• If that's all they wanted, a "Vic the fugitive" ending seems like it would have left the door just as open. He picked what he did because it allowed him to continue to operate in America with a steady income and immunity from prosecution. Of course, everyone hates him and is now looking for a reason to take him down, but saying that that's worse than living as a hunted man deep in rural Mexico is arguable at best.
    • Vic spent the entire season trying to get that deal because his time was running out at the LAPD and it was his last chance at getting a real income and escaping Claudette. He ultimately took the deal because he thought his family was at stake. He wouldn't have run before then because he still thought he had to be there for Corinne. Once Corinne goes into hiding, he has nothing tying him to LA any more except the fear of running. Considering that the finale ends with him loading his handgun and storming out of the office, it's entirely possible that he did go on the run.
    • To answer the question as to why Vic didn't flee: Ego (he honestly thought he could save his career in law enforcement by way of conning the Feds into giving him a job, even though he was thirty days away from being drummed out of the LAPD) and his family. The later being the biggest reason, as Vic cared too much about his kids and his ex to go into a scenario where he would never see them again and the former being a huge aspect of Vic's screwed up psyche: without his job as a cop giving him justification to do evil (for the greater good), he's nothing more than a bully and a murderer.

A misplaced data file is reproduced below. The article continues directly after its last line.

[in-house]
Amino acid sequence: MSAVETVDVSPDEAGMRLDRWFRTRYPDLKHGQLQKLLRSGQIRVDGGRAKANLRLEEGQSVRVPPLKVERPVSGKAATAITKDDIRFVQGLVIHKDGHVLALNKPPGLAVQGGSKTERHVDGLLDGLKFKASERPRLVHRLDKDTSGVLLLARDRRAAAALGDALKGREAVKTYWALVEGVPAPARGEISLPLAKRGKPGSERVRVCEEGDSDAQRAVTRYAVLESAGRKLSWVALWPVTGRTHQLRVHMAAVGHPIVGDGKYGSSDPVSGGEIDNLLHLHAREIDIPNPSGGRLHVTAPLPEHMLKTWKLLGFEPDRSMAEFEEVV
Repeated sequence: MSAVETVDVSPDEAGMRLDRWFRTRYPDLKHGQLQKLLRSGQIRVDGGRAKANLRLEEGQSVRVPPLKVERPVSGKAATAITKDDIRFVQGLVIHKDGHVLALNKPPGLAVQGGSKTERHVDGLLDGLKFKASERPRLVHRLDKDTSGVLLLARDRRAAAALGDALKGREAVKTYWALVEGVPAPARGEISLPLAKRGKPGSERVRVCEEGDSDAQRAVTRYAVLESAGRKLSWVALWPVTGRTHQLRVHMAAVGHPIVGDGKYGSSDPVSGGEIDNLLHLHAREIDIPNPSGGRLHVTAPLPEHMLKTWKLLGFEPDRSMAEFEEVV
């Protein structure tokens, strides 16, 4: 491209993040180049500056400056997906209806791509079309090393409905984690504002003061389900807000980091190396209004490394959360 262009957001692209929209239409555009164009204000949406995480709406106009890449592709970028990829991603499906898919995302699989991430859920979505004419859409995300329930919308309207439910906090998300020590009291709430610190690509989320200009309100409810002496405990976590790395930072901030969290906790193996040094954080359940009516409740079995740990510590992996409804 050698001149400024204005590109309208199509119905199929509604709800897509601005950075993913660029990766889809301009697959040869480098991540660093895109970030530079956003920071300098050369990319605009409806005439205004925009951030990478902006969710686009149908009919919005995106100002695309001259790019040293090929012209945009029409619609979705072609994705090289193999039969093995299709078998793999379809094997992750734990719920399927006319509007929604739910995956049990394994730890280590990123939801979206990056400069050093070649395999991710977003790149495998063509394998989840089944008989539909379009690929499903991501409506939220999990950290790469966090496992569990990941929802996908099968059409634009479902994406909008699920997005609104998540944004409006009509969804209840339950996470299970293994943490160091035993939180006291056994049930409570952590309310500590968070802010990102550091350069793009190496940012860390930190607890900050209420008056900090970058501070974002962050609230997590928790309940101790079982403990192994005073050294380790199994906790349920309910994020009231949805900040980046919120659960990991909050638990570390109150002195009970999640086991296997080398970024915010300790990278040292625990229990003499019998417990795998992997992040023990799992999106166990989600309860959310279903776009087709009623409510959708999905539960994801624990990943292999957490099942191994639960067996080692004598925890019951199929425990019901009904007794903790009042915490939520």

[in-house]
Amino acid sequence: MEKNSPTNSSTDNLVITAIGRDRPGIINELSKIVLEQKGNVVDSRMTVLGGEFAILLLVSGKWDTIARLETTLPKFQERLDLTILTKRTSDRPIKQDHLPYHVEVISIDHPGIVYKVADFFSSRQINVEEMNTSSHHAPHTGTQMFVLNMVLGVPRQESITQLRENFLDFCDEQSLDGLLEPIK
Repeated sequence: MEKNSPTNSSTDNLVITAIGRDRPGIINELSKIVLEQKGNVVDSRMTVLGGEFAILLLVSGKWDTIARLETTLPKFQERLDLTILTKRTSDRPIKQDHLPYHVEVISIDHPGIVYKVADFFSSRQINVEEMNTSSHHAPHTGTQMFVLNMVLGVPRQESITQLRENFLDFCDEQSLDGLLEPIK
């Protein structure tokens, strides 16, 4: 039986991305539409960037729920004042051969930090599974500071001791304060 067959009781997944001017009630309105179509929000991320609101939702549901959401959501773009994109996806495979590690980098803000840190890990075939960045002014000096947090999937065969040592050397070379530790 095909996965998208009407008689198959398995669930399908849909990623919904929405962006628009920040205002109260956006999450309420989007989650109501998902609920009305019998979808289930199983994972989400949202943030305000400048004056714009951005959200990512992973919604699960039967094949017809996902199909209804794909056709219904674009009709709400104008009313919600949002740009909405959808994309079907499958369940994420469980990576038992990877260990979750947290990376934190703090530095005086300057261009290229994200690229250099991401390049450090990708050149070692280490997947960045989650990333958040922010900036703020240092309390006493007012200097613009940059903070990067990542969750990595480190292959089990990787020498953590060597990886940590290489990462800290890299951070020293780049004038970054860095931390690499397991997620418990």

• It's also worth noting that Shane's arc in the final season shows exactly how difficult being a fugitive actually is. True, Vic wouldn't have a wife and kid tagging along, but he doesn't have that many resources since Lem burned most of the Money Train cash and Vic can't exactly stroll into Mexico after playing the cartels for fools.
  • At the end of the third season, Aceveda tells Vic that the chief of police is phasing out 'special units' and, as a result, the strike team is broken up with Lem and Shane being transferred. Yet at the beginning of the fifth season, the strike team is back together. Yes, alright they worked together in season 4, but they were officially on detachment from their respective units.